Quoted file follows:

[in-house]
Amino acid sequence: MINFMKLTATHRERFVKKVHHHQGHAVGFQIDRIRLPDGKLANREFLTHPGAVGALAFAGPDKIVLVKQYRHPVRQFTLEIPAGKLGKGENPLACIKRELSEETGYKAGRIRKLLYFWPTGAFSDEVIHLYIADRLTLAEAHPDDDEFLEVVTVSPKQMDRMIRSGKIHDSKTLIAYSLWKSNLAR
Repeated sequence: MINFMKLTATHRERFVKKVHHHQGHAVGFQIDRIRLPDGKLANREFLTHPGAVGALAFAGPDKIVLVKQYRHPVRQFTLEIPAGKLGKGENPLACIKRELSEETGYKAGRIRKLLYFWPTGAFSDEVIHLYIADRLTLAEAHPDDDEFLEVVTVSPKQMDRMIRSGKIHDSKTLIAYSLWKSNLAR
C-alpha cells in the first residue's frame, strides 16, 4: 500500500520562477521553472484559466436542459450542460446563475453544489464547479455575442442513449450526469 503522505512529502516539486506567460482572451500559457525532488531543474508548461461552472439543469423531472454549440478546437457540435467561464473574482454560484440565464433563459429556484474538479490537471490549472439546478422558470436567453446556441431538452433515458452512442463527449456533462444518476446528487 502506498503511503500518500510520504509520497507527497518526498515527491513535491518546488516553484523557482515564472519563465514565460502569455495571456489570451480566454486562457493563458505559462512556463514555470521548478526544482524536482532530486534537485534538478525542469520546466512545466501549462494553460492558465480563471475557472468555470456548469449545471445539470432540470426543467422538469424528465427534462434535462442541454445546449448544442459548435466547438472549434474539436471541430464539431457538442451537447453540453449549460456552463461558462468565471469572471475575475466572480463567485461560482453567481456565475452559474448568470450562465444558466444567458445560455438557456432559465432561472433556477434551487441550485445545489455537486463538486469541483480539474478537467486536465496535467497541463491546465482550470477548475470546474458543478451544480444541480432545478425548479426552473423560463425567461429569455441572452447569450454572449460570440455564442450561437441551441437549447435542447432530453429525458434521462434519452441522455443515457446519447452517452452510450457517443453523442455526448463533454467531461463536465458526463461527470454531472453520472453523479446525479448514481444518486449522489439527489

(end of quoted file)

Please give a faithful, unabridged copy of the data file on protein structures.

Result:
[in-house]
Amino acid sequence: MINFMKLTATHRERFVKKVHHHQGHAVGFQIDRIRLPDGKLANREFLTHPGAVGALAFAGPDKIVLVKQYRHPVRQFTLEIPAGKLGKGENPLACIKRELSEETGYKAGRIRKLLYFWPTGAFSDEVIHLYIADRLTLAEAHPDDDEFLEVVTVSPKQMDRMIRSGKIHDSKTLIAYSLWKSNLAR
Repeated sequence: MINFMKLTATHRERFVKKVHHHQGHAVGFQIDRIRLPDGKLANREFLTHPGAVGALAFAGPDKIVLVKQYRHPVRQFTLEIPAGKLGKGENPLACIKRELSEETGYKAGRIRKLLYFWPTGAFSDEVIHLYIADRLTLAEAHPDDDEFLEVVTVSPKQMDRMIRSGKIHDSKTLIAYSLWKSNLAR
C-alpha cells in the first residue's frame, strides 16, 4: 500500500520562477521553472484559466436542459450542460446563475453544489464547479455575442442513449450526469 503522505512529502516539486506567460482572451500559457525532488531543474508548461461552472439543469423531472454549440478546437457540435467561464473574482454560484440565464433563459429556484474538479490537471490549472439546478422558470436567453446556441431538452433515458452512442463527449456533462444518476446528487 502506498503511503500518500510520504509520497507527497518526498515527491513535491518546488516553484523557482515564472519563465514565460502569455495571456489570451480566454486562457493563458505559462512556463514555470521548478526544482524536482532530486534537485534538478525542469520546466512545466501549462494553460492558465480563471475557472468555470456548469449545471445539470432540470426543467422538469424528465427534462434535462442541454445546449448544442459548435466547438472549434474539436471541430464539431457538442451537447453540453449549460456552463461558462468565471469572471475575475466572480463567485461560482453567481456565475452559474448568470450562465444558466444567458445560455438557456432559465432561472433556477434551487441550485445545489455537486463538486469541483480539474478537467486536465496535467497541463491546465482550470477548475470546474458543478451544480444541480432545478425548479426552473423560463425567461429569455441572452447569450454572449460570440455564442450561437441551441437549447435542447432530453429525458434521462434519452441522455443515457446519447452517452452510450457517443453523442455526448463533454467531461463536465458526463461527470454531472453520472453523479446525479448514481444518486449522489439527489